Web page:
Did You Know?
- An estimated 6.1 million people in the United States (2.5% of the nation's voting age population, excluding DC) cannot vote due to a felony conviction.
- In 1792 Kentucky became the first US state to ban convicted criminals from voting.
- There are 10 states (AL, AZ, DE, FL, IA, KY, MS, NV, TN, WY) where some felons may be permanently barred from voting, even after release, probation, parole, and fines.
- Florida has the highest percentage of disenfranchised voters (10.43%) of any state. Mississippi came in second at 9.63%, and Kentucky ranked third at 9.14%, according to a 2016 report.
- In 2012 US jails and prisons housed 2,255,997 people - more than the entire populations of Alaska, North Dakota, and Vermont combined.
- Maine and Vermont are the only two states where felons are permitted to vote while in prison.
- In Canada, and at least 20 other countries, convicted felons have no voting restrictions and can vote while incarcerated.
- In 1882 the US Congress passed the Edmunds Act banning convicted polygamists from voting or holding political office.
- For a convicted felon to vote in Mississippi, his or her state representative must personally author a bill reenfranchising that individual. Both houses of the legislature must then pass the bill. Re-enfranchisement can also be granted directly by the governor.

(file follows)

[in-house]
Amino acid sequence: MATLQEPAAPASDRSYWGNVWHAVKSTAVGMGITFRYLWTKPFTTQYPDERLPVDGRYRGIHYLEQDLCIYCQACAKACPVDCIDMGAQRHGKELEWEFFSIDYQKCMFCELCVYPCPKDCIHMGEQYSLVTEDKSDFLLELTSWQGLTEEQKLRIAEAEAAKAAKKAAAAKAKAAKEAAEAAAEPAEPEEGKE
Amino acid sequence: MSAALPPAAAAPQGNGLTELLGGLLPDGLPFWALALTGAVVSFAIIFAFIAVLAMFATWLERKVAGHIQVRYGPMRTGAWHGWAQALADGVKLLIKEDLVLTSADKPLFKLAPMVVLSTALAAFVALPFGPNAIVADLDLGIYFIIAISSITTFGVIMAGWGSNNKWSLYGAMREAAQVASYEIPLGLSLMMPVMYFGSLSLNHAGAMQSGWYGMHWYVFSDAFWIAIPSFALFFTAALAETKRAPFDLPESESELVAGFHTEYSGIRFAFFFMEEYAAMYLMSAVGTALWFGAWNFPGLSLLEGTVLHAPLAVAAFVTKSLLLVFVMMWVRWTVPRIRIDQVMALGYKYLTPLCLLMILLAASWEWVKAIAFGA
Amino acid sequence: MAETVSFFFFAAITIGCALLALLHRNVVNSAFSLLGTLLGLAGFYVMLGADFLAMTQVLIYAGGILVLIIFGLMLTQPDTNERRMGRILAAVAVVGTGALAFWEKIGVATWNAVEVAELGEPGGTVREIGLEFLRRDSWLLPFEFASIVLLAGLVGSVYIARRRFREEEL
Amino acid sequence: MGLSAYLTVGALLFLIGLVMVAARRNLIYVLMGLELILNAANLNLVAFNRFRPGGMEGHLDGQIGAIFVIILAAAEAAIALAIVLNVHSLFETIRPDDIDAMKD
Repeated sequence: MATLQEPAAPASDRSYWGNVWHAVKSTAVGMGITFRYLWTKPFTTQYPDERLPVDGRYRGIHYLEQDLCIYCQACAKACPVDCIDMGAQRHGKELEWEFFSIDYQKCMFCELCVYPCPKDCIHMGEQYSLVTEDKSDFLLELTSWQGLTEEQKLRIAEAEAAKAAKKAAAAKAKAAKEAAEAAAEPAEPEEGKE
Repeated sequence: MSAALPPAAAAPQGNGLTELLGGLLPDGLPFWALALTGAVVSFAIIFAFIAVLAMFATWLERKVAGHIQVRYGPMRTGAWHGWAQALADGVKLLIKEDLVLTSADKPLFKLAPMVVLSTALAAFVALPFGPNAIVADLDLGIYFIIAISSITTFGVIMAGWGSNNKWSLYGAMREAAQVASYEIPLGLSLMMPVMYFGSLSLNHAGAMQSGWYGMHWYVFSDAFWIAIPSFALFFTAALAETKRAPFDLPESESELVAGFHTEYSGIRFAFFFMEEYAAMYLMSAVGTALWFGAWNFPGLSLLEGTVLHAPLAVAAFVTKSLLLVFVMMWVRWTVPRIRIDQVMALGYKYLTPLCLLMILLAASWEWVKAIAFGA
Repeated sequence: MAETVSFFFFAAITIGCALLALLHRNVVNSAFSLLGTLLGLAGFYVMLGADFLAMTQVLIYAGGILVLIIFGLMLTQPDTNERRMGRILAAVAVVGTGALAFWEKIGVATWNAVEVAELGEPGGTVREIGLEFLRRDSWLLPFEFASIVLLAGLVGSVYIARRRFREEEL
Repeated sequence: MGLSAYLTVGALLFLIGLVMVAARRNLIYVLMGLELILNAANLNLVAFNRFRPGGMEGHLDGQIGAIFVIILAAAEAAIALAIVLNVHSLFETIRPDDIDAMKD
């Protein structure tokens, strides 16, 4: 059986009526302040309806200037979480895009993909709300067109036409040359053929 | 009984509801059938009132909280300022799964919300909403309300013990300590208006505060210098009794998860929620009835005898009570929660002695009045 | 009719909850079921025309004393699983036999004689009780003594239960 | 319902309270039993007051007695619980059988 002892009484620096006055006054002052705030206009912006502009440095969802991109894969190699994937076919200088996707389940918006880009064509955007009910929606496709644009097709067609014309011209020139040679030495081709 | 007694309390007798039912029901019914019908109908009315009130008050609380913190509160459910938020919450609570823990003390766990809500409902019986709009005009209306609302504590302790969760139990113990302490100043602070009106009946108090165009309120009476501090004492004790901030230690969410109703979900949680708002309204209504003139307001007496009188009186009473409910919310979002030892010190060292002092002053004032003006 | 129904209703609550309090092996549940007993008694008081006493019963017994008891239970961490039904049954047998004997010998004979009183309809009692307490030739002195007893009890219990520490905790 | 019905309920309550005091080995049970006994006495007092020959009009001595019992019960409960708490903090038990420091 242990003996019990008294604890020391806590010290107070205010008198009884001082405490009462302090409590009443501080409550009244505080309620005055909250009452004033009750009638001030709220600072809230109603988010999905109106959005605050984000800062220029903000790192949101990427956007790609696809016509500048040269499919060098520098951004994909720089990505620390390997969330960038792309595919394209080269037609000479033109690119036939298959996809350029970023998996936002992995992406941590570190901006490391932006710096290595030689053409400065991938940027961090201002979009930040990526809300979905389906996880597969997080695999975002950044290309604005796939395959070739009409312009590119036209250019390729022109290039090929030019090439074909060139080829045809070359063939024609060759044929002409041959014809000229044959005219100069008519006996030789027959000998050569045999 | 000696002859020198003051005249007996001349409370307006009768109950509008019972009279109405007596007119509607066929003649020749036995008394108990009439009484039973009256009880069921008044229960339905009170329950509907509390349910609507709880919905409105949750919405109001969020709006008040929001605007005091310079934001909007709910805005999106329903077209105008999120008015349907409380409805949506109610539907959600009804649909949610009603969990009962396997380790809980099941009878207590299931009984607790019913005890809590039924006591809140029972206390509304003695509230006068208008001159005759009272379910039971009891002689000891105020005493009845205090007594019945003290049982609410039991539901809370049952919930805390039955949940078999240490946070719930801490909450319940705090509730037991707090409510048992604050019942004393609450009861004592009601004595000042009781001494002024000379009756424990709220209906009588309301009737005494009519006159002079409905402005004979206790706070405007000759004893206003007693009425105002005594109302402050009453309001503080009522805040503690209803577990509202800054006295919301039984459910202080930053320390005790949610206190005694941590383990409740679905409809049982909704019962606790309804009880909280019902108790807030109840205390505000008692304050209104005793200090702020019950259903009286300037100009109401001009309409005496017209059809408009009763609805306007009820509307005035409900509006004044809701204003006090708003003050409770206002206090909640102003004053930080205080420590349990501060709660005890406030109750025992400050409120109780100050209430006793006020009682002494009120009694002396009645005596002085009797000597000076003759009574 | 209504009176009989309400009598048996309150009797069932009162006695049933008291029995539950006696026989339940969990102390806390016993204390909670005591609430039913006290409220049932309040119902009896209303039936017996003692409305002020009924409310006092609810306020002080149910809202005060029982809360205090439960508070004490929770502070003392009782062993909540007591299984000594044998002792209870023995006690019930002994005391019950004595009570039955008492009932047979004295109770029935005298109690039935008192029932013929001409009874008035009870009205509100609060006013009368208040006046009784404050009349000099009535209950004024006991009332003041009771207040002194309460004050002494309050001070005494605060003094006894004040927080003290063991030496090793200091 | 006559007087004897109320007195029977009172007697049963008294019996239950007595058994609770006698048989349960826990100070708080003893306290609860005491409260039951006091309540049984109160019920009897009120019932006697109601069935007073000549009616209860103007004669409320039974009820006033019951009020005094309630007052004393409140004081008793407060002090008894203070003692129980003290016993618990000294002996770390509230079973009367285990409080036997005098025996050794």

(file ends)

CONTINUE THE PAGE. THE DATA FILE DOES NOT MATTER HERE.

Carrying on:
- The percentage of state and federal prisoners incarcerated for a drug offense peaked in 1997 at 26.9% (1 in 4 inmates) up from 10.4% (1 in 10) in 1974. As of 2012, 20.5% of all state and federal prisoners were in for a drug related offense.
- In 2002, the US Senate voted 63-31 against legislation that would have restored voting rights to ex-felons voting in federal elections.
- In 2013 white people made up 63.7% of the US population and 33.3% of the prison population. Black people made up 12.6% of the US population and 36.2% of the prison population.
- In 2004, the Alabama Republican Party Chair stated that the party was "opposed to [restoring voting rights] because felons don't tend to vote Republican."
- The number of people incarcerated in US jails and prisons grew from 501,866 in 1980 (182,288 in jail + 319,598 in prison) to 2,305,900 in 2013 (731,200 in jail + 1,574,700 in prison) - a 359.5% increase during a period when the US population increased by 39.7%.